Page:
“As the next president of Benedictine University, it will be my responsibility to help build upon a foundation of excellence while concomitantly helping to meet the future of an increasingly globalized and diverse world,” said Foy, according to Market Insider.
Foy’s other accomplishments at Alverno College include his philanthropy, where he deepened engagement with existing connections and opened new pipelines for grant-seeking opportunities. Before Alverno College, Foy served as Dean of the Faculty at Marian University in Wisconsin from 2018 to 2020. From 2014-2018, he led statewide enrollment and recruitment strategies as the Associate Vice Chancellor for Academic Affairs at the University of Wisconsin Colleges.
The Benedictine president-elect holds a Ph.D. in American Government and Comparative Politics from Notre Dame, Indiana.
Presidents stepping down
Frederick G. Slabach
Frederick G. Slabach, president of Texas Wesleyan University, has accepted the bittersweet call to serve as dean of the University of Mississippi Law School, of which he is a graduate.
“I love Texas Wesleyan,” he told the Fort Worth Star-Telegram. “But for [wife] Melany and me Mississippi is home. We are excited to the moon.”
“Being asked to return home to help lead my alma mater, one of the oldest public law schools in America, is a dream come true,” he added.
Since taking the helm in 2011, Slabach has helped the university reach new heights, including doubling endowment, increasing freshman applications by more than 280% and reinstating the football program after a 75-year hiatus.
“It was really a team effort,” the Fort Worth Star-Telegram reports. “No one person can take the credit. I am very proud that we have accomplished several things that will last after I’ve left. The biggest thing is the quality of instruction, along with increased size and diversity.”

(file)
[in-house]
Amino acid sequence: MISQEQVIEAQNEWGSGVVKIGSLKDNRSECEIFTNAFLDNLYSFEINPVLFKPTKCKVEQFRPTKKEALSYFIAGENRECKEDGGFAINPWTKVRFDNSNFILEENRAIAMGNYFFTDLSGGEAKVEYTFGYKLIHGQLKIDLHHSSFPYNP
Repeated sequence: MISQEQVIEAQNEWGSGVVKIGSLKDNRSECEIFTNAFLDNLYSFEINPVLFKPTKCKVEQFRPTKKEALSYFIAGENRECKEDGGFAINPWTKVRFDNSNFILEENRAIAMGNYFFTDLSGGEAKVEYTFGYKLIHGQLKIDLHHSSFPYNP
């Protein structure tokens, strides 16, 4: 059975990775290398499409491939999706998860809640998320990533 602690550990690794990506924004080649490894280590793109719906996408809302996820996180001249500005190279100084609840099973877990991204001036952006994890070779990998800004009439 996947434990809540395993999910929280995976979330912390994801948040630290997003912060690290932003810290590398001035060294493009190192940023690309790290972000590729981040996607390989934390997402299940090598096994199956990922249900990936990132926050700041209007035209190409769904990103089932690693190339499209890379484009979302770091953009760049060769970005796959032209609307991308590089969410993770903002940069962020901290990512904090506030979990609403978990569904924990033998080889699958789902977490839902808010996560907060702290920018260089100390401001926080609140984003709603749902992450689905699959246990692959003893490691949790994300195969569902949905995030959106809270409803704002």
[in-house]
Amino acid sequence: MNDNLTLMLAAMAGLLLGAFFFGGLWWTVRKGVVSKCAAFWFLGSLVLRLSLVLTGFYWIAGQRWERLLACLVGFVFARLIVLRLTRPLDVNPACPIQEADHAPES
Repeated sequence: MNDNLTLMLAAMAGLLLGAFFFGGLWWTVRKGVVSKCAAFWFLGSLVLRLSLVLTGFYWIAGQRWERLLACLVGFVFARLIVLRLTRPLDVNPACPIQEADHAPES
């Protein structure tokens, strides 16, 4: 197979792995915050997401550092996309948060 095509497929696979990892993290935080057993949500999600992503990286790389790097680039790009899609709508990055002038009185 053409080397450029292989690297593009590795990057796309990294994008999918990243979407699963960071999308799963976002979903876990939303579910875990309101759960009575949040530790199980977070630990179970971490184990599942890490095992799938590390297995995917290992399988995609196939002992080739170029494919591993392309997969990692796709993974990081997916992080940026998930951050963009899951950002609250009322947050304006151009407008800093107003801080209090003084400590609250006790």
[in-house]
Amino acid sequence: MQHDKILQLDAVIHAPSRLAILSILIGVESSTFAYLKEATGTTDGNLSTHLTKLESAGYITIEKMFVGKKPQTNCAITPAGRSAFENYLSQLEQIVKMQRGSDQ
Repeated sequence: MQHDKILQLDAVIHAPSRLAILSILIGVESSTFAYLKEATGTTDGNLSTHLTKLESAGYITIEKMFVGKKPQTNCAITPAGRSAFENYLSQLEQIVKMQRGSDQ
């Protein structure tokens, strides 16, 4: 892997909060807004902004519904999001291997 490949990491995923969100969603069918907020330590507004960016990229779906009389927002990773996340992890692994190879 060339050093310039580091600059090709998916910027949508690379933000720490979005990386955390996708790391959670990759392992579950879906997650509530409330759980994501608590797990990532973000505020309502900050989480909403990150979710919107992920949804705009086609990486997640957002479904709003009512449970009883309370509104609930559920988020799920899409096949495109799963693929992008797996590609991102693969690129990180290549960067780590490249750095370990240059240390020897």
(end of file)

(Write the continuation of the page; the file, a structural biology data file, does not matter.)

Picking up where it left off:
While Slabach gets to walk out in the sunset, others didn’t get that privilege
Following concerns over growing crime at the Philadelphia university, Jason Wingard, the board of trustees accepted Temple University President Jason Wingard’s resignation on Tuesday. He was the university’s first Black president.
While the board did not specifically mention the reason for his resignation, his stepping down marks the end of his less than two-year presidency shadowed by high-profile campus crimes, a graduate-student strike and dwindling confidence from faculty members, The Wall Street Journal reports.
“While I am confident in my ability to pivot strategy and lead Temple through this crisis, I understand, and it has been made clear, unfortunately, that too much focus is on me rather than the challenges we seek to overcome,” Wingard said in a statement Wednesday.
His last day was Friday.
Connecticut College President Katherine Bergeron will be stepping down at the end of the semester after facing criticism by students and staff over a planned fundraising trip to a controversial social club.
Scrutiny arose after students and staff became aware of the college’s decision to host an event at the Everglades Club in Florida. Students said the club has a racist past,” the Connecticut Mirror reports.
Students also protested after the school’s former dean of institutional equity and inclusion, Rodmon King, resigned. His decision came after the details of the fundraising trip surfaced, as well as the college’s treatment of students of color and LGBTQ students.
“Certainly, the road has not always been easy,” Bergeron said in a statement. “It never is, when the work is so important and the goals so ambitious. The past several weeks have proven particularly challenging, and as president, I fully accept my share of responsibility for the circumstances that have led us to this moment.”
Thomas K. Hudson
Following months of a no-confidence vote by the faculty senate, Jackson State University President Thomas K. Hudson is set to resign at the end of this month.
On March 2, the board of trustees for the state Institutions of Higher Learning placed Hudson on administrative leave but did not state why. However, according to the JSU faculty senate, they were uncertain whether the administration was promoting a “healthy, safe and secure environment,” the Associated Press reports.
They also cited issues surrounding his failure to consult faculty on decisions regarding curriculum changes. According to a statement, university faculty are calling for the “restoration of shared governance, transparency, accountability and academic democracy.”